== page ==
Most of this development is occurring along the north side of Longview, where the newer hotels have helped attract demand. Furthermore, the Longview lodging market has been affected by the downturn in oil and gas. Regional oil wells have stopped production given the decreases in year-over-year prices since 2012. Despite this lack of energy-related business, the outlook for the area is cautiously optimistic as hotels adapt to the growth in other sectors, which are providing potential new sources of demand.
Terrell is the smallest market among those considered here. It is also the closest to the Dallas/Fort Worth Metroplex. Despite its size, the market has a strong industrial sector and is the go-to hotel market for Canton, which houses the largest flea market in the United States. Known locally as “Canton Mondays,” the First Monday Trade Days event occurs on the first Monday of every month and sells out Terrell hotels for the entire weekend-long flea market. This sizable leisure demand, combined with growing retail and industrial sectors, supports a positive economic outlook for Terrell.
Terrell’s economy is predominantly driven by manufacturing and distribution. Trinity Valley Community College, Southwestern Christian College, Terrell State Hospital, the Terrell Municipal Airport, and Terrell’s proximity to the Metroplex have helped attract The Goodyear Tire & Rubber Company, Walmart, and AutoZone, all of which have distribution centers in the area. Darden Restaurants, which owns such brands as Olive Garden, Yard House, and Longhorn Steakhouse, among others, operates a regional warehouse and production facility in Terrell that is responsible for all group locations within Texas and five surrounding states. Madix, Terrell's largest employer, produces retail shelving and displays. In 2015, Madix added 60,000 square feet to its warehouse facilities, with an additional $8-million investment upcoming to expand its distribution facilities by 100,000 square feet in 2016.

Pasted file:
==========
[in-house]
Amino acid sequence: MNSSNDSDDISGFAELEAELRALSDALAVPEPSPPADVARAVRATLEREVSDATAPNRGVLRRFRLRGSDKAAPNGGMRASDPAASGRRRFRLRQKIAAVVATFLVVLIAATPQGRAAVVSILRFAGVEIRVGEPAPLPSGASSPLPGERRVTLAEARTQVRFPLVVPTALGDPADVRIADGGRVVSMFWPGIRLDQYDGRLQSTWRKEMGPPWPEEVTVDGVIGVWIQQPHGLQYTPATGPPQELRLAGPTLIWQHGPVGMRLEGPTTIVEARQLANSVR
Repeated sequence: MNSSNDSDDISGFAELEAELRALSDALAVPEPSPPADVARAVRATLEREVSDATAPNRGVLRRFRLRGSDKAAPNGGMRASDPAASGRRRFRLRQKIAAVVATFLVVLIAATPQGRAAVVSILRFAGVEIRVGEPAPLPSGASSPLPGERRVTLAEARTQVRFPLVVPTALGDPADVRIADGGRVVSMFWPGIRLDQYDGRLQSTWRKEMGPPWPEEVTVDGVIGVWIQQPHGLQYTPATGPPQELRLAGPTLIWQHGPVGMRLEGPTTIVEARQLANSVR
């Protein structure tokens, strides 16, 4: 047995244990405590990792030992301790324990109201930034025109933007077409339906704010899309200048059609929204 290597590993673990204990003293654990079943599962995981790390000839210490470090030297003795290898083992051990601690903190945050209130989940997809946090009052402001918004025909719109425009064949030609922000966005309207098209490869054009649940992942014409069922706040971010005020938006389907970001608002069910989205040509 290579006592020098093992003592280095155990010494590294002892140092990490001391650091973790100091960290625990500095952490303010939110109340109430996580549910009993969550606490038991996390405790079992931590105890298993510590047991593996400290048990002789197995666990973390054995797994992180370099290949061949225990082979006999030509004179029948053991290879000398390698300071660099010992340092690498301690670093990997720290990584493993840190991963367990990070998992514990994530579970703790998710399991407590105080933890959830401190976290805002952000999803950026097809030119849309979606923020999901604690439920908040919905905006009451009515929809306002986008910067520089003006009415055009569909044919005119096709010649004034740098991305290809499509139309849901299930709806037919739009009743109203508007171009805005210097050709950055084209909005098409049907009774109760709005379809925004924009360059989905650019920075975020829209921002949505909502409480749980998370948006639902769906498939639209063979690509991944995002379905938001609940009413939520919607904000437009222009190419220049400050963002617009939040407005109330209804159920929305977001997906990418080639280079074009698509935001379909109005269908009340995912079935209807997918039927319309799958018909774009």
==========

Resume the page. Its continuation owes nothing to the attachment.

Ongoing retail development within Terrell is focused along Interstate 20. The Tanger Outlet Mall has drawn consumers to Terrell for discounts on such brands as Nike, Levi's, Bass, and Lane Bryant. Buc-ee's, a Texas-based gas station and convenience store, opened a new location with nearly 200 gas pumps along Interstate 20 in 2015. This single Buc-ee’s location could generate more than $20 million in taxable revenue in its first year of operation, according to initial estimates, and local officials report that its construction has spurred interest in further retail development along the highway.